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NORTHWEST NEWS

Oregon Inmates Sue Over COVID-19 Response

The suit asks a judge to mandate a social distance of 6 feet or more between inmates

Oregon Health Officer: Spike in Virus Cases Can Be Averted

Modeling shows the state won't see a huge rise in cases as long as stay-at-home orders are heeded

Latest COVID-19 Projections Encouraging With Social Distancing

Latest COVID-19 projections show social distancing can cut coronavirus infections if Oregonians keep current measures in place into May

Five Metro Council Candidates Discuss Equity

District 5 candidates compete for open seat

NEWS BRIEFS

OnPoint Community Credit Union Donates $100,000 to De La Salle North Catholic High School

OnPoint’s contribution comes at a critical time for school’s expansion project ...

Civil Rights Group, Medical Professionals Call on Trump Administration and States to Release Racial Data for COVID-19 Tests, Cases and Outcomes

This call to action is driven by concern that the lack of transparency by federal and state officials is preventing public health...

Oregon Zoo Launches Live Video and Learning Activities Resource

The new project provides educational and entertaining activities for kids and animal lovers ...

National Civil Rights Group Responds to Repeal of Discriminatory Tennessee Voter Registration Law

The provisions included in a 2019 law sought to impose criminal penalties and fines on groups and...

Cryptosporidium Found in Portland Water

People who are immunocompromised and receive their drinking water from the Bull Run Watershed are advised to ask their doctor about...

Oregon inmates sue over COVID-19 response

PORTLAND, Ore. (AP) — A group of inmates concerned about contracting COVID-19 filed a lawsuit Monday against Oregon Gov. Kate Brown and the leaders at the Department of Corrections.The civil rights lawsuit, filed in U.S. District Court by the Oregon Justice Resource Center on behalf of the...

California lends 500 ventilators to 4 states, 2 territories

SACRAMENTO, Calif. (AP) — The White House said Monday that 500 ventilators on loan from California will be shipped to Nevada, Maryland, Delaware, the District of Columbia, the Northern Mariana Islands and Guam as the nation faces a crush of coronavirus-related hospitalizations. California...

The Latest: 2 Madison Square Garden boxing cards called off

The Latest on the coronavirus outbreak's affect on sports around the globe (all times EDT):10 p.m.Two boxing cards at Madison Square Garden have been called off because of the coronavirus outbreak.A few hours after announcing the fights would proceed without crowds, promoter Bob Arum said Thursday...

Former AD, All-American center Dick Tamburo dies at 90

EAST LANSING, Mich. (AP) — Dick Tamburo, an athletic director at three major schools and an All-American center at Michigan State, has died. He was 90.Michigan State announced that Tamburo died Monday.A native of New Kensington, Pennsylvania, Tamburo served as the athletic director at Texas...

OPINION

You're Pretty... For a Dark-Skinned Girl

Cloé Luv, an "unapologetically" dark-skinned Black woman tells her story ...

The ACA Has Never Been More Critical

Today I'm honoring the 10th anniversary of the Affordable Care Act being signed into law. ...

NAACP/Black Community: A Model for Resiliency

As America enters perhaps the most uncertain period in modern history, we will all be tested in new and unpredictable ways. ...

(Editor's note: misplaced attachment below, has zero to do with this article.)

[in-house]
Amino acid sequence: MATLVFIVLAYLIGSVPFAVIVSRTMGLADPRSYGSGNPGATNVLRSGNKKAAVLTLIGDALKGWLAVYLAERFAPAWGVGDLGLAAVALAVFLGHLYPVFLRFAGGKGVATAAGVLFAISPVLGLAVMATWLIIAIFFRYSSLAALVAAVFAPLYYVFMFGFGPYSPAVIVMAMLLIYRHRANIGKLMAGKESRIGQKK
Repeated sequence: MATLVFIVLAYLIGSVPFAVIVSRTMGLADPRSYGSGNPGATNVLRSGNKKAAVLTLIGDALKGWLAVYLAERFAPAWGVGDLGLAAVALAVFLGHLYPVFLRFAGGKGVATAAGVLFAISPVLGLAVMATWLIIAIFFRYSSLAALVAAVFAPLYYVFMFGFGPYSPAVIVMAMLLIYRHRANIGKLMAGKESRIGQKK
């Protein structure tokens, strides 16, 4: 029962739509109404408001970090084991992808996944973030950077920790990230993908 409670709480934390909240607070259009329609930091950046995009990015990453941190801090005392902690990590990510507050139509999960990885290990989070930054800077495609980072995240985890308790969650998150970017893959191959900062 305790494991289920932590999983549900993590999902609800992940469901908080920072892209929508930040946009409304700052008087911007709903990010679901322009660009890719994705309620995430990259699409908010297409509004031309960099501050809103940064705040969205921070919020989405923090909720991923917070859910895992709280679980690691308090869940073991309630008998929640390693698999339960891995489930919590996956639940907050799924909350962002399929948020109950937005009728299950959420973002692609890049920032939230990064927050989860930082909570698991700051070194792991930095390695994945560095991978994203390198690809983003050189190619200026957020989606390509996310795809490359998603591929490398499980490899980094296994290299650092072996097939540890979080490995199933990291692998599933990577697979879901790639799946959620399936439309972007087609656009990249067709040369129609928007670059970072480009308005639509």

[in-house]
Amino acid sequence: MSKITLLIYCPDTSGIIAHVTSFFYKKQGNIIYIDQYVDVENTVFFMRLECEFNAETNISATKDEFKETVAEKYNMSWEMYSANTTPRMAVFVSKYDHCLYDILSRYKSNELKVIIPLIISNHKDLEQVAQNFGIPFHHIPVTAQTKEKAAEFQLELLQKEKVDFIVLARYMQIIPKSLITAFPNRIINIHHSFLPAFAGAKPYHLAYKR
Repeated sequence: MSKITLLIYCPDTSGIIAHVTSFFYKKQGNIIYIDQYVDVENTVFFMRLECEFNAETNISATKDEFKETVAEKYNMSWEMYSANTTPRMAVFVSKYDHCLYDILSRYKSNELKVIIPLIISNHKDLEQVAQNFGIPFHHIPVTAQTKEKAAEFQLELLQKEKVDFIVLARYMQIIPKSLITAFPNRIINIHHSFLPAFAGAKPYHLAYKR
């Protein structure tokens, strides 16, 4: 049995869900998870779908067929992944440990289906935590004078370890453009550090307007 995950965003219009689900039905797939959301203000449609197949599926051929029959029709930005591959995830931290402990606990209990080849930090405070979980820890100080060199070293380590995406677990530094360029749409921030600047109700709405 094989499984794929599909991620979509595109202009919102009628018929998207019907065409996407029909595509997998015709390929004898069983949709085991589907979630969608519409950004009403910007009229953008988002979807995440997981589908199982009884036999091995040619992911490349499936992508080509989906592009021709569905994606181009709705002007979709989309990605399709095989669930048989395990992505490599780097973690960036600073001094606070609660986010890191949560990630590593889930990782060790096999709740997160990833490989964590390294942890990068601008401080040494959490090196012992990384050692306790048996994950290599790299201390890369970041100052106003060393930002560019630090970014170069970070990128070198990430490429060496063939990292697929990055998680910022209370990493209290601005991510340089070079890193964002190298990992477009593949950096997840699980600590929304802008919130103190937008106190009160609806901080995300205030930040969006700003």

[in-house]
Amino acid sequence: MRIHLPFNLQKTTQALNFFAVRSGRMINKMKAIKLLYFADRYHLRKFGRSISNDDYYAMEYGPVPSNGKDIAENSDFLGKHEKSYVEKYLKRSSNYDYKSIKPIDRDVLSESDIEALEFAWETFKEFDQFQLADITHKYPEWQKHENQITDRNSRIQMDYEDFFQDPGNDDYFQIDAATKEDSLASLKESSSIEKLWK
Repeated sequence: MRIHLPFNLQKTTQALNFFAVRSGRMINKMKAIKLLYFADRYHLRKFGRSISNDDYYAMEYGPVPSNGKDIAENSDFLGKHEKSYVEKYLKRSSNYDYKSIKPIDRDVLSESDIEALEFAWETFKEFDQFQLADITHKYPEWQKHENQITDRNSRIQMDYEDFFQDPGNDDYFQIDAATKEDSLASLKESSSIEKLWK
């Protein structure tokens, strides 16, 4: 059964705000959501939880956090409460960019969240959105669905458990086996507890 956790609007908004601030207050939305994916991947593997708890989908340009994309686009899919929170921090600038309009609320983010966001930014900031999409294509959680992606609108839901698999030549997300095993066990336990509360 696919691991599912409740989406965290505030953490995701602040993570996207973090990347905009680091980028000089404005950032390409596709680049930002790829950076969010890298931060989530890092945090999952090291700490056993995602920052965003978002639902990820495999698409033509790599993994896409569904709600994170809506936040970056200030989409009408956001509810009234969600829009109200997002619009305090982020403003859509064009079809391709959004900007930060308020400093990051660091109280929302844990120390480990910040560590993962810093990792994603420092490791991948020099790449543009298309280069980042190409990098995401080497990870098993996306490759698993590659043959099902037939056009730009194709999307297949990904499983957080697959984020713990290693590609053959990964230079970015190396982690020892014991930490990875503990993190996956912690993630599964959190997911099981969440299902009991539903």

What the Government Can Do Now to Lessen the Impact of COVID-19

Dr. Roger Stark says during this pandemic the administration must give states more flexibility ...

AFRICAN AMERICANS IN THE NEWS

Earl Graves Sr., founder of Black Enterprise magazine, dies

NEW YORK (AP) — Earl Graves Sr., who championed black businesses as the founder of the first African American-owned magazine focusing on black entrepreneurs, has died. He was 85. Graves died Monday after a long battle with Alzheimer’s disease, his son, Earl “Butch”...

Tasked with schoolwork help, many US parents lack English

Since her daughters' school closed for the coronavirus outbreak, Mariana Luna has been thrust into the role of their primary educator, like millions of parents across the U.S. But each day, before she can go over their schoolwork, her 9-year-old first has to help her understand what the assignments...

John Lewis, once Trump target, backs Joe Biden for president

ATLANTA (AP) — Civil rights icon and Georgia Rep. John Lewis is backing Joe Biden for president, giving the prospective Democratic nominee perhaps his biggest symbolic endorsement among the many veteran black lawmakers who back his candidacy. “We need his voice,” the...

ENTERTAINMENT

O'Hara says 'Schitt's Creek' went beyond her expectations

LOS ANGELES (AP) — In Moira Rose, Catherine O’Hara has created a character that will arguably go down as one of the best in TV history. Even though Moira lost her fortune and lives in a roadside motel in a town called Schitt’s Creek, the former soap opera star is always dressed...

'Modern Family' cast shares memories as series finale nears

LOS ANGELES (AP) — The group crying began after the final scene of the last episode of ABC’s “Modern Family” was taped — with the notable exception of Ed O’Neill, who plays patriarch Jay Pritchett.“I said, ‘No tears?’” recalled...

Beloved 'Schitt's Creek' ending at its peak

LOS ANGELES (AP) — After five years on TV, it seemed like “Schitt’s Creek” was just starting to hit its stride.The critically acclaimed comedy — about a shallow, filthy rich family who lose their fortune and are forced to live in a small town they bought as a joke...

U.S. & WORLD NEWS

Rio firefighter trades hose for horn to extinguish the blues

RIO DE JANEIRO (AP) — Decked out in full firefighting gear, Elielson Silva stands 150 feet above the ground...